The first big change with the new Alexa will be a more conversational assistant, one that can understand more of what you say and require less specific nomenclature to do what you ask. This is one of the most common causes of frustration with voice assistants — having to repeat yourself when you ask it to turn down the thermostat or having it respond, “A few things share the name ‘lights.’ Please choose unique names and run discovery again,” for the 900th time when all you want is to see where you left the remote control.
With the new Alexa, you can say a phrase like, “Alexa, I’m cold,” and the assistant should turn up the temperature on your connected thermostat. Or, as Limp explained, “Say, ‘Alexa, make this room feel like the Seahawk colors,’ and it’s going to know what room I’m in and what the Seahawk’s colors are and make those translations between APIs.”
This superpowered Alexa may not always be free
It’s the APIs that are key, says Limp. “We’ve funneled a large number of smart home APIs, 200-plus, into our LLM.” This data, combined with Alexa’s knowledge of which devices are in your home and what room you’re in based on the Echo speaker you’re talking to, will give Alexa the context needed to more proactively and seamlessly manage your smart home.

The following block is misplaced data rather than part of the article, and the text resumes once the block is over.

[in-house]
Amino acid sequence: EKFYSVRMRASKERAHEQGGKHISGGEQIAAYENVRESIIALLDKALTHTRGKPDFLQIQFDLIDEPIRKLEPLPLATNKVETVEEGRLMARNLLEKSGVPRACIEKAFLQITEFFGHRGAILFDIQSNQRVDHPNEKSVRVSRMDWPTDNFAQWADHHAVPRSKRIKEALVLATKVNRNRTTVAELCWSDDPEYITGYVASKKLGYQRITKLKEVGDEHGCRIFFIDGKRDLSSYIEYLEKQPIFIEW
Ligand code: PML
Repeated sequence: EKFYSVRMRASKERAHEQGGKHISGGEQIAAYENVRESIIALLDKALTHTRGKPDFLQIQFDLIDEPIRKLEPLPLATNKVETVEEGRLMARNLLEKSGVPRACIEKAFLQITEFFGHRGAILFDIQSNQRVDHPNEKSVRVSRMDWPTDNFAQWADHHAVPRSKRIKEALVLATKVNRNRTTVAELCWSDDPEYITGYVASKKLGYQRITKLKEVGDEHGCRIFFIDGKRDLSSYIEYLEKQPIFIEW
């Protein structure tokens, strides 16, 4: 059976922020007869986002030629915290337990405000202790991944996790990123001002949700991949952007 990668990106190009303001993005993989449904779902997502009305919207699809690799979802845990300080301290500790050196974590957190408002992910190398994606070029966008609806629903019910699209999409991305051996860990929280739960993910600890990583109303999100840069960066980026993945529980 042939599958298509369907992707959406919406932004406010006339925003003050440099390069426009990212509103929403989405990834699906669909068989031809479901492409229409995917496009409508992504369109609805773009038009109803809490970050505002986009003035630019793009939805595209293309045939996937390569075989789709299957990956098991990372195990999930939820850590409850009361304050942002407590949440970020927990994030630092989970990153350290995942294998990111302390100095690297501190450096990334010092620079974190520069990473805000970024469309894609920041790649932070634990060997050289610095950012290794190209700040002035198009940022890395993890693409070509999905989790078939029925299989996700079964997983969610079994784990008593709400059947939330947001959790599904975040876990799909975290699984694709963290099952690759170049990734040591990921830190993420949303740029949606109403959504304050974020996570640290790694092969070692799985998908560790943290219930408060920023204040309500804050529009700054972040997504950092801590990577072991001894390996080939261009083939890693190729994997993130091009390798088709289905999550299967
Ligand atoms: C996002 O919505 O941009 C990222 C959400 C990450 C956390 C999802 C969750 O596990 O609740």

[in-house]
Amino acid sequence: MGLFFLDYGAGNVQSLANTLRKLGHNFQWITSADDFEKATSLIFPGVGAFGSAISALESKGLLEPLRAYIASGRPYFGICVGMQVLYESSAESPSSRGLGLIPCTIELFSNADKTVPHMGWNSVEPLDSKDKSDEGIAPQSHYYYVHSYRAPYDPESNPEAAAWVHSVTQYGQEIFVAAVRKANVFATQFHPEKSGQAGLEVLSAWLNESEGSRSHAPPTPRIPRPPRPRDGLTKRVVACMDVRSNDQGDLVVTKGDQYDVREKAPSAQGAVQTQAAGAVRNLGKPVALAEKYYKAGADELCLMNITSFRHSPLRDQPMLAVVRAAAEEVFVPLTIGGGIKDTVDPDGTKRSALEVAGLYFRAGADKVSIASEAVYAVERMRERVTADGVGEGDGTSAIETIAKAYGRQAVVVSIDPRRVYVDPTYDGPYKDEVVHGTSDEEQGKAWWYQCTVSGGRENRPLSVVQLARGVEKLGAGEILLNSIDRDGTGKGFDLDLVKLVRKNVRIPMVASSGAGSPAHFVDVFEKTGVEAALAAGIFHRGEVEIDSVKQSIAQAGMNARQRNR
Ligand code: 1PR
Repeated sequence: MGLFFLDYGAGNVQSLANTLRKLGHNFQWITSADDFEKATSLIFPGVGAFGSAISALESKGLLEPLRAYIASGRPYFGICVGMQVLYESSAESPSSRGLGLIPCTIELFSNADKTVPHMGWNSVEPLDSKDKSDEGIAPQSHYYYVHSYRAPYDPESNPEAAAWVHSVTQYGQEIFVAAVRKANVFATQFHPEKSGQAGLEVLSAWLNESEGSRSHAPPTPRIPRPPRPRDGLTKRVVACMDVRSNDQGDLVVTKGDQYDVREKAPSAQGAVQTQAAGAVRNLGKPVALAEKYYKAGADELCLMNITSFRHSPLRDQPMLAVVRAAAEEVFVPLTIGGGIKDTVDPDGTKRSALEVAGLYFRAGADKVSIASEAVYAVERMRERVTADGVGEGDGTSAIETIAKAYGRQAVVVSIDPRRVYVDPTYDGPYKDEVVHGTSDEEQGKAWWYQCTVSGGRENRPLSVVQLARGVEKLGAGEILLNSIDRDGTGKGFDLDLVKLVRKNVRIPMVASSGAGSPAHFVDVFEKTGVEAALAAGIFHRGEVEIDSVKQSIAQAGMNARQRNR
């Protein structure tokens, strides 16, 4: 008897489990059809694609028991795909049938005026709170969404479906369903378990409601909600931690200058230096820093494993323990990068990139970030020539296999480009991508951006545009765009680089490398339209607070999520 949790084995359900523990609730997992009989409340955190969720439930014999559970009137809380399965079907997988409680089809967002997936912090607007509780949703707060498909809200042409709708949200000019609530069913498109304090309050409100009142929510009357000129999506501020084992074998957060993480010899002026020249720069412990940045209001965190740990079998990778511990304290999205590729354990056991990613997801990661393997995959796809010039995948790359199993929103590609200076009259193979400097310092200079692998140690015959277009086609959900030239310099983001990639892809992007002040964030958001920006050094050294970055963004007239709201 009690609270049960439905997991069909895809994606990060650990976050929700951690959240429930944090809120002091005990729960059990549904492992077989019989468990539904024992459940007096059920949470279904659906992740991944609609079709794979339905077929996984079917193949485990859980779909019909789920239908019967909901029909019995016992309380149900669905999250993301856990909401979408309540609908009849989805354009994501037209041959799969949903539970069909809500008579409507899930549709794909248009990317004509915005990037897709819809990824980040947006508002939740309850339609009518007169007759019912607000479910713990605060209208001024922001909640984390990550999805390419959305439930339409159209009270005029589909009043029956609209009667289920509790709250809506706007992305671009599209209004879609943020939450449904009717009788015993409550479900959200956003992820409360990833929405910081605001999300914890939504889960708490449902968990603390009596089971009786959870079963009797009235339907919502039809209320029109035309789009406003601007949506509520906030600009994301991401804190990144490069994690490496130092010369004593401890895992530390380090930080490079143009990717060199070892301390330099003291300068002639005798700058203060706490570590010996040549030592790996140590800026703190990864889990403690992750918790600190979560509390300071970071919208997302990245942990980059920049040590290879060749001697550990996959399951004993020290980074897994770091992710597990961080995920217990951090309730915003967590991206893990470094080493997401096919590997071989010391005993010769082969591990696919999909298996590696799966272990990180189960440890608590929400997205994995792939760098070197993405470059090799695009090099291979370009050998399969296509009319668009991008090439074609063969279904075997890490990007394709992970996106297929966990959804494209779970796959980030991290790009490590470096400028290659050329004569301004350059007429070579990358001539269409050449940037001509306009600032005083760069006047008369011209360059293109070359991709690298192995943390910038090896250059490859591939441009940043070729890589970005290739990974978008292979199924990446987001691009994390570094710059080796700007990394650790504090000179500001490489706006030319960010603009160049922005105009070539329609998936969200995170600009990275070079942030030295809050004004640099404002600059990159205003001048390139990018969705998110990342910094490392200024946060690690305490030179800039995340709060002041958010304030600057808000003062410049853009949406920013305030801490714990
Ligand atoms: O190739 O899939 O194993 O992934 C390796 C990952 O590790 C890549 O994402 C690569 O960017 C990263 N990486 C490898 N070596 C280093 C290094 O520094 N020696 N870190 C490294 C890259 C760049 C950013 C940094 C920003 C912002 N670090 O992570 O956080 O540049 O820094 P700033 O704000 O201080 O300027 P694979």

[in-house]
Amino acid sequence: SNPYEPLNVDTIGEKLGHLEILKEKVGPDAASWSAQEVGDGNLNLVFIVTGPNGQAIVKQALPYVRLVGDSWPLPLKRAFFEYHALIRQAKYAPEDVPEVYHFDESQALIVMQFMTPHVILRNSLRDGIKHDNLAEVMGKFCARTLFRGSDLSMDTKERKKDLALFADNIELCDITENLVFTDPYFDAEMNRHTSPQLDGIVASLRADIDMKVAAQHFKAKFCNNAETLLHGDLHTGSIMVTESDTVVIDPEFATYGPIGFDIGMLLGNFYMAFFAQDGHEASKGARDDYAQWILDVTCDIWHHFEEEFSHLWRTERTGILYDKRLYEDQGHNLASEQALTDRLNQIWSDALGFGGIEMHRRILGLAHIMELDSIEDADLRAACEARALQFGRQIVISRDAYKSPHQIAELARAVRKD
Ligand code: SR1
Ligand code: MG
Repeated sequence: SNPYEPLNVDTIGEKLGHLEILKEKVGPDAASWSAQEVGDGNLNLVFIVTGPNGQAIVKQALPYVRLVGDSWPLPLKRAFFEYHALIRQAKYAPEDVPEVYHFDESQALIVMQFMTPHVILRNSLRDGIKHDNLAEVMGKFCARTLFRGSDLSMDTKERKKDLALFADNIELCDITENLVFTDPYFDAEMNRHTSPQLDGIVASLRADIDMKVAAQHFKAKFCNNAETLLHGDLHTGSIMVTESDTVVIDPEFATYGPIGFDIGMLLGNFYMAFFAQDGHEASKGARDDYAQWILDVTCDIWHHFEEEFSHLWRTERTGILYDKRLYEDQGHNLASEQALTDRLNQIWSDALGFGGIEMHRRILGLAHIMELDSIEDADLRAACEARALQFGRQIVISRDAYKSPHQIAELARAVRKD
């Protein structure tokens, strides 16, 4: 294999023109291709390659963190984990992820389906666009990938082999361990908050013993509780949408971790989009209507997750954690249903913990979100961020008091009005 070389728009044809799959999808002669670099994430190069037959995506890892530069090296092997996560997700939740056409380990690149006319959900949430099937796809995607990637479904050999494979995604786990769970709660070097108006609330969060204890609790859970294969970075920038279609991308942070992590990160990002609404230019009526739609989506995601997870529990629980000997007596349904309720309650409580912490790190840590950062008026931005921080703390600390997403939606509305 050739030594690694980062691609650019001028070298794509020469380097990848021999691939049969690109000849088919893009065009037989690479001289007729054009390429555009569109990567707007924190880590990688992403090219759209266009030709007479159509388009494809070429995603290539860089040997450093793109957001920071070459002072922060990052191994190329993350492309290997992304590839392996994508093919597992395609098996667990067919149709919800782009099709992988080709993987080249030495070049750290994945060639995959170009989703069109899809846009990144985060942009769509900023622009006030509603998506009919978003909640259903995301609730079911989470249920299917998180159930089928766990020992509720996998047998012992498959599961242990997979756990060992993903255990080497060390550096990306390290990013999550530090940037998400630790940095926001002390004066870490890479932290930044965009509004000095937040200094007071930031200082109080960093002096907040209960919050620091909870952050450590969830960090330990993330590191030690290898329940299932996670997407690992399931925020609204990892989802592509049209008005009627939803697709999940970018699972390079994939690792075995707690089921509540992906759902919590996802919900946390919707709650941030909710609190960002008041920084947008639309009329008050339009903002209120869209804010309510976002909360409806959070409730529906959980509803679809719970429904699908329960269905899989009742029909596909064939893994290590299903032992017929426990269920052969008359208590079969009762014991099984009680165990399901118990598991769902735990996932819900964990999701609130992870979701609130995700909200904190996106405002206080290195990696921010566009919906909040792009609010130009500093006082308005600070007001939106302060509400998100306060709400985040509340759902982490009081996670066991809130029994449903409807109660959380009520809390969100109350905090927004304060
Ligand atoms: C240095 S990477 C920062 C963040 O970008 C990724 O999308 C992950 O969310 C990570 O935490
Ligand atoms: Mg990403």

This contextual understanding will extend beyond knowing what other connected devices you might want to control to things like inferring when something’s changed in your home. “If you add a new device to your home, you can say, ‘Alexa, turn on the new light,’ and it will know what the new light is. It will disambiguate things, so if you put in a new smart plug or light, it will be easier to control,” explains Limp.
Another new capability is responding to multiple requests at once. This is not just the basic stuff it could already do (to some extent), such as “Alexa turn off the lights and lock the door.” This is more advanced. “You can say, ‘Alexa, turn on the sprinklers and open my garage door, and turn off the outside lights,’ and it’ll figure that all out,” says Limp.
This capability will extend to creating Routines on the fly entirely by voice — without any manual programming in the Alexa app. “I set one up this morning for my kid just by saying, ‘Alexa, every morning at 8AM, turn up the light, play wake-up music for my kid in his bedroom, and start the coffeemaker,’” says Limp. “That can be as complicated and ambiguous as you want, and immediately, it is going to pop up in your app as Routine.”